The hospital errors leaving new parents devastated

The hospital errors leaving new parents devastated
From BBC - May 7, 2017

More than 1,400 mistakes are being recorded by maternity staff in hospitals in England each week on average. For some families, those errors can have life-changing consequences.

"Every single day we have to live with the fact that we are a victim of the NHS," Adam Asquith tells the BBC's Victoria Derbyshire programme.

Adam and his fiancee, Sarah Ellis, were expecting their first child in 2014.

"When I first fell pregnant, everything was amazing. We were over the Moon," Sarah says.

When she went into labour, the pair headed to Calderdale Royal Hospital, in Halifax.

But once there, Sarah was left waiting on a busy maternity ward - even though she told staff she was concerned she could not feel her baby moving.


"We were left for six hours, we did not really know anything, they just told us and reassured us that everything was OK," she says.

Gino was finally delivered by Caesarean section.

But Sarah and Adam's joy quickly turned to despair.

"One of the doctors pulled me to one side and just said, 'He's not in a good condition, he was born in a really bad condition, and if he does pull through, he's going to be very badly brain damaged,'" Adam says.

"I was in the corridor with Sarah's mum and dad and I just said, 'How am I going to tell Sarah that he's not all right?'"

Gino was placed on a life-support machine. But just days later, Sarah and Adam were advised to withdraw treatment.

"The words used were that he was 'unrecoverable' and that was when we knew he was not going to get any better," she says. "We had to make a joint decision that we would turn the machines off."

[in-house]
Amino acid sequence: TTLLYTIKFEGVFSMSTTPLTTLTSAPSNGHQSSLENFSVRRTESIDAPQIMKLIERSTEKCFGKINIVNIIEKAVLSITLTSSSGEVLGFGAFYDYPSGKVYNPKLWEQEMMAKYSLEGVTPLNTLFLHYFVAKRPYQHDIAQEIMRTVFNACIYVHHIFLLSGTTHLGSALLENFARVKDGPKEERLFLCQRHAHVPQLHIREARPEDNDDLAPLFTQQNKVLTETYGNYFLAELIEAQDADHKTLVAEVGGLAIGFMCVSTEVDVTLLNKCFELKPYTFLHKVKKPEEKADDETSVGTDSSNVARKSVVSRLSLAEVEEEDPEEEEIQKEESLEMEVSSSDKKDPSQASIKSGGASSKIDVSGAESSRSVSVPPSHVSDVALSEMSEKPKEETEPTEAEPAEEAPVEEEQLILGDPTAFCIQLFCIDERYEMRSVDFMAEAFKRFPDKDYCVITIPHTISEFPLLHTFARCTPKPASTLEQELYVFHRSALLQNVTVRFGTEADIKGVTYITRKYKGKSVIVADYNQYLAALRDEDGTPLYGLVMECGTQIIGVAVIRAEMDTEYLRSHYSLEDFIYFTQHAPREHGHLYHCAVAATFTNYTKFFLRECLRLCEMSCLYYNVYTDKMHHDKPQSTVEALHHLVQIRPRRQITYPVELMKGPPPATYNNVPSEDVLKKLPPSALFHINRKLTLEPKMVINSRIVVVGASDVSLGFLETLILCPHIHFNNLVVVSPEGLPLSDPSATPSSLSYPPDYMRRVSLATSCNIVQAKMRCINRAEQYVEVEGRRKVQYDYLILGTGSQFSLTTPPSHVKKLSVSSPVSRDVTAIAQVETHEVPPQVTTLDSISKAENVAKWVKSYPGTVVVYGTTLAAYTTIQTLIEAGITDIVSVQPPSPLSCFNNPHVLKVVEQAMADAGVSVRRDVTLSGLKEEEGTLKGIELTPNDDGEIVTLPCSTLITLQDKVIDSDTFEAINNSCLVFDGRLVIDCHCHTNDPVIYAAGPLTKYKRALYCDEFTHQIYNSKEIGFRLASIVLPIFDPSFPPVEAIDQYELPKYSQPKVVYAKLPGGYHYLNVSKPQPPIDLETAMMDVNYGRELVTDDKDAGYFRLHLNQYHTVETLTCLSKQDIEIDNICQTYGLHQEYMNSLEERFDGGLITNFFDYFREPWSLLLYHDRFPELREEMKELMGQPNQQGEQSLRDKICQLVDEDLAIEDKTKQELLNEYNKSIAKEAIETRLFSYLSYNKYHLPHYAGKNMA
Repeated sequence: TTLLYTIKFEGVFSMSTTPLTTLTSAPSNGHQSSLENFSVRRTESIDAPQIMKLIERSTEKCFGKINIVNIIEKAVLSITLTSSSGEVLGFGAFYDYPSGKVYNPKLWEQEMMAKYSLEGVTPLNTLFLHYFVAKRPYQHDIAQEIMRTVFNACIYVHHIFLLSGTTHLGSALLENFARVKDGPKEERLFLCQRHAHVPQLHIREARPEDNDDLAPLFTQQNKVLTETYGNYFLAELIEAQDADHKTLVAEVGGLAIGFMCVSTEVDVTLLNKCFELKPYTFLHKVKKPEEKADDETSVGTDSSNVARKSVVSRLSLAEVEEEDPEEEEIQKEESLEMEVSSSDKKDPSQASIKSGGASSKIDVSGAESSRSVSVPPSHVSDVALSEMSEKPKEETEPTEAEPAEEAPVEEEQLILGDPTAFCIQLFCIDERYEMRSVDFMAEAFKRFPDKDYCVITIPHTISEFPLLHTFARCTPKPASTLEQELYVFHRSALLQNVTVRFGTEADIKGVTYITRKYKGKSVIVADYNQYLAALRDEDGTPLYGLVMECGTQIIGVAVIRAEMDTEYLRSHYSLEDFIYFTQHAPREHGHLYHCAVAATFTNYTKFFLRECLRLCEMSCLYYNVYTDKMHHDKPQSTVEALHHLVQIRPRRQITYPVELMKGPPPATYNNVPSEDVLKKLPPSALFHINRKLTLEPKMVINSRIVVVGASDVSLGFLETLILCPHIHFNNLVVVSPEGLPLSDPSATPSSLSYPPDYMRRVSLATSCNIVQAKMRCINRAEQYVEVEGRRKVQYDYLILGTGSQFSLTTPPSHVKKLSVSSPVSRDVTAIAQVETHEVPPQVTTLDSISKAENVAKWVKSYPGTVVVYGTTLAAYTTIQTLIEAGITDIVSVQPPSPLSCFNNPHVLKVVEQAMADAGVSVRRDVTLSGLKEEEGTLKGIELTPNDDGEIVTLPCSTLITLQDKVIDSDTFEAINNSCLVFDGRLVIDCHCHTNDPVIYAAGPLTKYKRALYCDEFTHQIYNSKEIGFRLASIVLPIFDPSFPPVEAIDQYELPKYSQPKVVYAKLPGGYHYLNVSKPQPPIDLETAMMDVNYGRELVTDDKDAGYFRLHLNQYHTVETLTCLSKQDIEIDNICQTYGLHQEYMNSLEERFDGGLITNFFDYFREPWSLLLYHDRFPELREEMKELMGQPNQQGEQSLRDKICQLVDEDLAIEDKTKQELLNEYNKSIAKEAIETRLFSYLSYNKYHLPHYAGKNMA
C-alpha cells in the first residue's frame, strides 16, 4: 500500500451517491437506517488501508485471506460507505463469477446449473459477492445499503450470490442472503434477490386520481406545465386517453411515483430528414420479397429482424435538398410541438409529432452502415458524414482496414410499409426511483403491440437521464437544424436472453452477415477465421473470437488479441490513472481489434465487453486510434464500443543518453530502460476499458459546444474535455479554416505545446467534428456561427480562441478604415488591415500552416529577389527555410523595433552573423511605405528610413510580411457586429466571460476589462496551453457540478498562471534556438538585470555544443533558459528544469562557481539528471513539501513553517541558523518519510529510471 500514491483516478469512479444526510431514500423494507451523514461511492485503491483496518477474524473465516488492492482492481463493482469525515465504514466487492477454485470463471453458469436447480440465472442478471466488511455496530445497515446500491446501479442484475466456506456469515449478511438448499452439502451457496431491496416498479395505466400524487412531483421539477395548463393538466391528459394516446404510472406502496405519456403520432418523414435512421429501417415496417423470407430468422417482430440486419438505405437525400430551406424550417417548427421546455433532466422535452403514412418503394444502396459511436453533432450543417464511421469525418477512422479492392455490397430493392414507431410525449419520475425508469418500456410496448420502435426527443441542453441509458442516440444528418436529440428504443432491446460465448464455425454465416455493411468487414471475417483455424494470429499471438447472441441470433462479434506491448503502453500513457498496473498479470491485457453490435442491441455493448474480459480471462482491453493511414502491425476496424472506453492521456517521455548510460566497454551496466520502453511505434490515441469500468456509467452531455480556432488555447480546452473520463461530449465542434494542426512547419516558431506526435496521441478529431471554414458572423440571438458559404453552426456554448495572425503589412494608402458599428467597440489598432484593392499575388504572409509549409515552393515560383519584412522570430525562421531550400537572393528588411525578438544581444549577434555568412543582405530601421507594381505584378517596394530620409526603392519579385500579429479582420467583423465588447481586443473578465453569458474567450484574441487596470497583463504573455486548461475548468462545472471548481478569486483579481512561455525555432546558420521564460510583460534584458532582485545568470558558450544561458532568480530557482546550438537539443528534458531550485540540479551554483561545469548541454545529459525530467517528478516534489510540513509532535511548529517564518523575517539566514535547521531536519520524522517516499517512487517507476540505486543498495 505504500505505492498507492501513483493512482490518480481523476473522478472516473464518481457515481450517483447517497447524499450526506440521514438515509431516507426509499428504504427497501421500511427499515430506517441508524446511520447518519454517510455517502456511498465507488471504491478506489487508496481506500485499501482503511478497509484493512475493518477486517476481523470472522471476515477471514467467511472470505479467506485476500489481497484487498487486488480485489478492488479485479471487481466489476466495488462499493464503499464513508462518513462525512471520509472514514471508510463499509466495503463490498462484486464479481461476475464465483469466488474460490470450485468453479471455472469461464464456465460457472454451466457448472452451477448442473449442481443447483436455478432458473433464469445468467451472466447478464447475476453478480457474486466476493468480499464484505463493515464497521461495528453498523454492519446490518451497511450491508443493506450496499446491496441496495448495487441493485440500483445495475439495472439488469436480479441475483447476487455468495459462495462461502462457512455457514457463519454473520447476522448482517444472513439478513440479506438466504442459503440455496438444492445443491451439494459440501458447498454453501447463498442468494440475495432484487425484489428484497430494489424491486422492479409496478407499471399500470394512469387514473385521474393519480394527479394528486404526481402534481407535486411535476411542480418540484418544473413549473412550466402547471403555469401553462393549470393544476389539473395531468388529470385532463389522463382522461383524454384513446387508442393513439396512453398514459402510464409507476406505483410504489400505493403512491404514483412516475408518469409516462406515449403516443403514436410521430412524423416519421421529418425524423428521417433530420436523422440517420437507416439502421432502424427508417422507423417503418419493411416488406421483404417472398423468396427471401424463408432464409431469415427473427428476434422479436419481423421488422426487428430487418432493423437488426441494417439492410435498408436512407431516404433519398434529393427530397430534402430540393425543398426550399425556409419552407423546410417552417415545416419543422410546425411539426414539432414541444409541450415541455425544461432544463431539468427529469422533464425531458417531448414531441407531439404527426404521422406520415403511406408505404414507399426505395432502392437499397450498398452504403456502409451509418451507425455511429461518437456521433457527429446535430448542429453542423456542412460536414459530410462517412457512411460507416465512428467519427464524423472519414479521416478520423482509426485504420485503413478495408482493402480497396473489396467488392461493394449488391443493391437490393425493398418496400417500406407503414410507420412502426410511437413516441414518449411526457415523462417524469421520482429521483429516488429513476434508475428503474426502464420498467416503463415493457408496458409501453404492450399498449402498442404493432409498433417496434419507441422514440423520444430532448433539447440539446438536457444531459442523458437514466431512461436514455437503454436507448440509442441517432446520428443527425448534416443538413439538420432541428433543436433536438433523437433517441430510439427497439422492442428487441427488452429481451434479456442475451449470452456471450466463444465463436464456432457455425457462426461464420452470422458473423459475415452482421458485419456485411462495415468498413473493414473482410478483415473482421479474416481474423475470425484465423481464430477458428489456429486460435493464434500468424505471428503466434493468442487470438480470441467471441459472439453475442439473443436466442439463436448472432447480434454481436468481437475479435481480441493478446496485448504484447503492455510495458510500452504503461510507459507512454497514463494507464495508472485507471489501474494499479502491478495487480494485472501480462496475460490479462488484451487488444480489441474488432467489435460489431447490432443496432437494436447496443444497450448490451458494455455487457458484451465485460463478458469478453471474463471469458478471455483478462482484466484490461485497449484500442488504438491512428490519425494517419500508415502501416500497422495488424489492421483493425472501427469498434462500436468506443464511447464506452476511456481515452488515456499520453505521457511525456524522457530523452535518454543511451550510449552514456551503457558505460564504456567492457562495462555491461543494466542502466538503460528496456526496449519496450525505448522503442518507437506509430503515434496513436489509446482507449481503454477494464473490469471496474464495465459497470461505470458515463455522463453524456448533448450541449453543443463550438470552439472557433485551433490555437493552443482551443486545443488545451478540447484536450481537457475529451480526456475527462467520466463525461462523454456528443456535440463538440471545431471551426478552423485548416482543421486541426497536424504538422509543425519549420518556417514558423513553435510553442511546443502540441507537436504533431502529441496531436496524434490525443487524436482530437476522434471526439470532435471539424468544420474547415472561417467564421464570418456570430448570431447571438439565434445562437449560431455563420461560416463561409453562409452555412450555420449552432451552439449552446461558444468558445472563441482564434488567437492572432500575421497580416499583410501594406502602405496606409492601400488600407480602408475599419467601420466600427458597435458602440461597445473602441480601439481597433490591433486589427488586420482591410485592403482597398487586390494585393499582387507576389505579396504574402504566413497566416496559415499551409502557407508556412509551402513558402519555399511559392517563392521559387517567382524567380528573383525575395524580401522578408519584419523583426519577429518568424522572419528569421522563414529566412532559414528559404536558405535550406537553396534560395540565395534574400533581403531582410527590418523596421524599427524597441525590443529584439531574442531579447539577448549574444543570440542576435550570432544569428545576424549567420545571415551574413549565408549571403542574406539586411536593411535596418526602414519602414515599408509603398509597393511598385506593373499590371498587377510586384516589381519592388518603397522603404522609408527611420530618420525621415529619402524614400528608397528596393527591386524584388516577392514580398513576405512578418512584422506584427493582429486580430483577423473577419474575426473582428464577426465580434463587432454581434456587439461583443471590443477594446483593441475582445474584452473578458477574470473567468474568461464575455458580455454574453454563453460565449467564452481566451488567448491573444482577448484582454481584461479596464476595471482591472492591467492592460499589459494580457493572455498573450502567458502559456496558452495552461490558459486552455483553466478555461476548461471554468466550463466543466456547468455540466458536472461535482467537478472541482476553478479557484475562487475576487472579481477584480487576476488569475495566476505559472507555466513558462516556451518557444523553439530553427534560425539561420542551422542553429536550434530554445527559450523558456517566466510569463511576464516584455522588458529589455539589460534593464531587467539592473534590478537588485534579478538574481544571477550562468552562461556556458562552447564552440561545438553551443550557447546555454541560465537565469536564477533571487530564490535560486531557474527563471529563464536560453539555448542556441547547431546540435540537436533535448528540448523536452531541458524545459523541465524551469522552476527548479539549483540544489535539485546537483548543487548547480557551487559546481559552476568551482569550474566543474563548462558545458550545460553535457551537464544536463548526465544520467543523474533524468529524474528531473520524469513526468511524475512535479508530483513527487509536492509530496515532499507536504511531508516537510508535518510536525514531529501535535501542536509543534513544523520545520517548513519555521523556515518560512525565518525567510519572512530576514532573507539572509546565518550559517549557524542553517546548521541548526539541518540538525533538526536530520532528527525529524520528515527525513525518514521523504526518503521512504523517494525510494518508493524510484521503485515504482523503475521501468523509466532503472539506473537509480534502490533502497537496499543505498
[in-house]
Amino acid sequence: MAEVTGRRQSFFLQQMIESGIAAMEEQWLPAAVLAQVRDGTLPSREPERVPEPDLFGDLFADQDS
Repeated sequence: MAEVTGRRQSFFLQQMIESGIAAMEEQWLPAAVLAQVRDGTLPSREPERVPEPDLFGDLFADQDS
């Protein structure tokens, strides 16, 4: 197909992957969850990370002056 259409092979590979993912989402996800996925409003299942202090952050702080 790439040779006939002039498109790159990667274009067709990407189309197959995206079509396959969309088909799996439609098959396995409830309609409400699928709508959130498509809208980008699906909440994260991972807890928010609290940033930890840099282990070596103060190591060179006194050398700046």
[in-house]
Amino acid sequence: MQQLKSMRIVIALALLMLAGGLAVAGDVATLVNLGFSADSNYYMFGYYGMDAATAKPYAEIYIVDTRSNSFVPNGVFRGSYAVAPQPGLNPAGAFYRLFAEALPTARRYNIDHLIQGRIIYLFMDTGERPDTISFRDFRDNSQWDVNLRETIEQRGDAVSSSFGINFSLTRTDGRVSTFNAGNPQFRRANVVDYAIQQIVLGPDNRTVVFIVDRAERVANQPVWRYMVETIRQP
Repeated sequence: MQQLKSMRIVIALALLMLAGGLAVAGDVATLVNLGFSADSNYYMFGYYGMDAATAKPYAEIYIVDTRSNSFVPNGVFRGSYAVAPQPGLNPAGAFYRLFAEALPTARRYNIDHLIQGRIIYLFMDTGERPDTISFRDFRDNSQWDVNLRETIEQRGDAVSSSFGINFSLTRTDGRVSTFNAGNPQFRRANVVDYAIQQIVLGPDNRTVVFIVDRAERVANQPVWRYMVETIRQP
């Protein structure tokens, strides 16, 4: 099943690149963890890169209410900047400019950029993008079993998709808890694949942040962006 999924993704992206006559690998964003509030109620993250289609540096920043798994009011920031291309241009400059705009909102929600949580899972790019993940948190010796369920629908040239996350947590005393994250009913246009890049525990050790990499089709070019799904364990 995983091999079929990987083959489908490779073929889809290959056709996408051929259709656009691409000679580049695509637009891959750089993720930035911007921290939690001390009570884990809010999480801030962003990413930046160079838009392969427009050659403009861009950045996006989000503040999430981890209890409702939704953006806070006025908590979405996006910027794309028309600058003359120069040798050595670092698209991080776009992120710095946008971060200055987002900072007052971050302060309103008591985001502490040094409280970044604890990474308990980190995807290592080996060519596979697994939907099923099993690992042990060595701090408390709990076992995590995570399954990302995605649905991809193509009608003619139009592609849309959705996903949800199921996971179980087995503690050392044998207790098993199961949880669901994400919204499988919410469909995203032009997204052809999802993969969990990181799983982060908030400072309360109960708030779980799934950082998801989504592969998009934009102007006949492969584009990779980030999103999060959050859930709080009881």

'Why us?'

The inquest later showed Sarah should have had an emergency Caesarean section hours before she finally did.

A report found medical staff had failed to act on warning signs and Gino had been severely starved of oxygen.

The coroner said the hospital had missed four opportunities to save Gino's life.

"Everyone makes mistakes - I do, we all do - but to see so many people make so many different mistakes within six hours is just shocking," Sarah says.

"People who you put your trust in, your life is in their hands, and Gino's life was in their hands and they did not take care of him."

Sarah and Adam decided to take legal action against the hospital trust and were paid compensation.

"Every single day I think, 'Why? Why us?" Adam says.

An investigation by the Victoria Derbyshire programme has found an average of more than 1,400 mistakes a week were recorded in England's NHS maternity units between 2013 and 2016.

Figures from 81 NHS trusts out of the 132 in England - obtained through a Freedom of Information request - showed 305,019 adverse incidents had been recorded in the four-year period.

Angry for life


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